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OSTEOPOROSIS An overview of the condition and its treatment. Bone. 206 bones in the human skeleton Provide support, anchorage for muscles and protection for organs eg ribs Bone is a storage area for calcium and phosphorous salts and has an important role in blood formation

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osteoporosis an overview of the condition and its treatment

An overview of the condition and its treatment

  • 206 bones in the human skeleton
  • Provide support, anchorage for muscles and protection for organs eg ribs
  • Bone is a storage area for calcium and phosphorous salts and has an important role in blood formation
  • Before birth the skeleton is made of cartilage most of which is gradually replaced by bone via a process called ossification.
  • Bones of the human skeleton can be divided into long bone and flat bones
  • Long bones are tubular and weight bearing and are made of a dense outer layer of compact (cortical) bone and central region (medulla) made up of trabecular (spongy) bone
  • Trabecular bone makes up most of the short, flat and irregular shaped bones and the epiphyses (ends) of the long bones
  • It is much lighter than cortical bone and has a good strength to weight ratio
  • Trabecular bone is more susceptible to the effects of osteoporosis
  • Most osteoporotic fractures occur where there are high levels of trabecular bone eg the vertebrae, the neck of femur (hip) and the wrist
osteoporosis pathogenesis
Osteoporosis Pathogenesis
  • Bone is constantly re-modelled and repaired due to damage caused by daily use
  • Osteoclasts “cut” into old bone (resorption) and osteoblasts fill with organic matrix which becomes mineralised (bone formation or ossification)
  • In osteoporosis the net rate of bone resorption exceed rate of bone formation- normally matched.
  • Results in a decrease in bone mass and quality
bone tissue cells
Bone tissue cells
  • Basically three
  • Osteoclasts- large multi-nuclear cells which release enzymes and acids that digest protein and mineral components of bone (resorption)
  • Osteoblasts- bone builders, synthesize and secrete collagen and other components to create a matrix which is laid down in the bone. They initiate calcification of the matrix and hence bone formation
  • Osteocytes- mature bone cells (osteoblasts encased in matrix secretions) responsible for exchange of waste and nutrients.
  • Osteoporosis is a progressive systemic skeletal disease characterised by low bone mass and micro-architectural deterioration of bone tissue with a consequent increase in bone fragility and susceptibility to fracture.
  • World Health Organisation (1994)
  • Osteoporosis is a chronic disease that has late clinical consequences and has been referred to as a silent epidemic because there are no associated signs or symptoms before fracture.
osteoporosis incidence
Osteoporosis Incidence
  • UK incidence is 3 million (probably much more)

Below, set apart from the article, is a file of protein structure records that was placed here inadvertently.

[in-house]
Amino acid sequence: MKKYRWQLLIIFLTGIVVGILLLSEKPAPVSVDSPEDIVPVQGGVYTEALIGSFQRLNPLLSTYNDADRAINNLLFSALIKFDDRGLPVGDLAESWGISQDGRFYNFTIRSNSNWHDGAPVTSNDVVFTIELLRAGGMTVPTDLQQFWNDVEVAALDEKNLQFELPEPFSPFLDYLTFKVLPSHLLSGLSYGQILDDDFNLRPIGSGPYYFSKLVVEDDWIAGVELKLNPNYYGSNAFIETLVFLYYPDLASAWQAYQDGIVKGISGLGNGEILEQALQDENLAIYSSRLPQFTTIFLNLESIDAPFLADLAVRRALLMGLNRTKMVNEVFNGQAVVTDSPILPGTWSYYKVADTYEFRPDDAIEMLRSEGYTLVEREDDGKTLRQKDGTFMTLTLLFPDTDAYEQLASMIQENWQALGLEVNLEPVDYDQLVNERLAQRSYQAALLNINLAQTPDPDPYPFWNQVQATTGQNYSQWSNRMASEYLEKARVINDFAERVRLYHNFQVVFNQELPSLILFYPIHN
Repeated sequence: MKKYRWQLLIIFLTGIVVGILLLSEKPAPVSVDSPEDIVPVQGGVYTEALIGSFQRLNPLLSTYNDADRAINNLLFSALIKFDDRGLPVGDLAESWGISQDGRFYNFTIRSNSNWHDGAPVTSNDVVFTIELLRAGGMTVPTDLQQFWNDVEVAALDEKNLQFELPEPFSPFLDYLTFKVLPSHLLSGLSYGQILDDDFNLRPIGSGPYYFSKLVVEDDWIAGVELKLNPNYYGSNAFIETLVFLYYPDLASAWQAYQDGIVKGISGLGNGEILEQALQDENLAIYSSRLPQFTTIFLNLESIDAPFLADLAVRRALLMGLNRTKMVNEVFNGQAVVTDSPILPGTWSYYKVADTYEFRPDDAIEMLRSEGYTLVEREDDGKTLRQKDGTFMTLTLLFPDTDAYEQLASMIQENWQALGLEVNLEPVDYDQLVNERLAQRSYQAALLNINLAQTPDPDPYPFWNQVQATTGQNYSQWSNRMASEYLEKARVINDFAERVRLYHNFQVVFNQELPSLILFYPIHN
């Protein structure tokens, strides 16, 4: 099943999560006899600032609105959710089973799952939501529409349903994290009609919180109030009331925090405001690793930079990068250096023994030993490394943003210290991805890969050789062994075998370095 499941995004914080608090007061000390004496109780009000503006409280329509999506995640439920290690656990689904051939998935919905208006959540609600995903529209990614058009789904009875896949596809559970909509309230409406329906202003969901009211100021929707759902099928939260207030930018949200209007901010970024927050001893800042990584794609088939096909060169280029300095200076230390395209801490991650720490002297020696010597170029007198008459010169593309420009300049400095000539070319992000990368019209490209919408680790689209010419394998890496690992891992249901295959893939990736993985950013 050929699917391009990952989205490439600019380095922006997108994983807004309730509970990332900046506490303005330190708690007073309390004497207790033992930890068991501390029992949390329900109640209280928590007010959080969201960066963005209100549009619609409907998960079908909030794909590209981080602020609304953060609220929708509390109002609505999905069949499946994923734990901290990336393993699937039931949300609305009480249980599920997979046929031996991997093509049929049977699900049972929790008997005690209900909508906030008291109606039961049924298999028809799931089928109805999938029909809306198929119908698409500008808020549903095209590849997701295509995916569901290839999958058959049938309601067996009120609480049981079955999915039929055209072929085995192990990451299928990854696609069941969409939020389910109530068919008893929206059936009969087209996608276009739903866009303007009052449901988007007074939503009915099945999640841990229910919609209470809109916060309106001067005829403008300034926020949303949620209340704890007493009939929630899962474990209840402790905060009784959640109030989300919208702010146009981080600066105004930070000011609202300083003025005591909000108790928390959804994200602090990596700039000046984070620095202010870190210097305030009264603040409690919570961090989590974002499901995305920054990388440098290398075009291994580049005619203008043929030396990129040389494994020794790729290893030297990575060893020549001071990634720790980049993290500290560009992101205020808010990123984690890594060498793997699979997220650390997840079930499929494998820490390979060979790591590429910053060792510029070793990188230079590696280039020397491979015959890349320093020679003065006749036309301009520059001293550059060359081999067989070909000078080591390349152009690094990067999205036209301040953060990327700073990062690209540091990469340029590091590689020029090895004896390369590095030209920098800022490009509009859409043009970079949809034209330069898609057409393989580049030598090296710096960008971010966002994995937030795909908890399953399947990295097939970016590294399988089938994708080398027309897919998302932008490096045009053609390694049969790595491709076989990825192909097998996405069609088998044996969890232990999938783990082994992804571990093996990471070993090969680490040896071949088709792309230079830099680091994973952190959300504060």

• Causes 310,000 fractures per year- including 60,000 hip, 50,000 wrist and 120,000 vertebral
  • One in 3 women and one in 12 men over 50 will sustain an osteoporotic fracture in their lifetime
risk factors for osteoporosis
Risk factors for Osteoporosis
  • Age- bone mineral density (BMD) decreases with age
  • Hormones- lower levels of oestrogen after menopause accelerate bone loss due to increased activity of osetoclasts.
  • Premature menopause or hysterectomy causes earlier acceleration of bone loss. Likewise surgical or chemical castration in men
  • Gender- women are at increased risk of osteoporosis as they start out with smaller bones and bone mass compared to men
  • Genetic factors- family history of osteoporotic fracture, especially hip fracture, increases risk
secondary causes of osteoporosis
Secondary causes of osteoporosis
  • Long term corticosteroid use ie 5mg or more prednisolone daily for 3 months or more
  • Aromatase inhibitor treatment
  • Hyperparathyroidism
  • Hyperthyroidism
  • Coeliac disease, malabsorption syndromes, inflammatory bowel disease,IBS
  • Anorexia
  • Renal disease
  • Rheumatoid arthritis
  • Other drugs- PPI’S, SSRI’s, Anti-epileptics
modifiable risk factors
Modifiable riskfactors
  • Smoking- BMD lower in smokers
  • Alcohol- BMD lower in alcoholics
  • Weight- low BMI i.e. <19 is an indicator of low BMD
  • Vitamin D and Calcium- vitamin D required for calcium absorption from intestines, re-absorption from the kidneys and control of parathyroid hormone
  • Vitamin D levels and Calcium intake reduced in old age due to reduced exposure to sunlight and changes in the epidermis and poor diet.
  • Exercise- weight bearing exercise increases BMD and prolonged bed rest decreases BMD
diagnosis of osteoporosis
Diagnosis of osteoporosis
  • Bone mineral density is main measure for diagnosis
  • BMD measured by using Dual Energy X-ray Absorptiometry (DEXA) scan
  • Measurements usually made at lumbar spine and hip
  • Usually reported as T scores and Z scores
  • T score is the number of standard deviations from the peak bone mass of young adults of the same sex
  • Z score is the number of standard deviations from the average bone mass of people of same age and sex
  • T score between -1 and -2.5 indicates osteopenia
  • T score -2.5 or less indicates osteoporosis
  • T score -2.5 with a fracture is established osteoporosis
bone mineral density values
Bone Mineral Density Values
  • World Health Organization (WHO) Osteoporosis Guidelines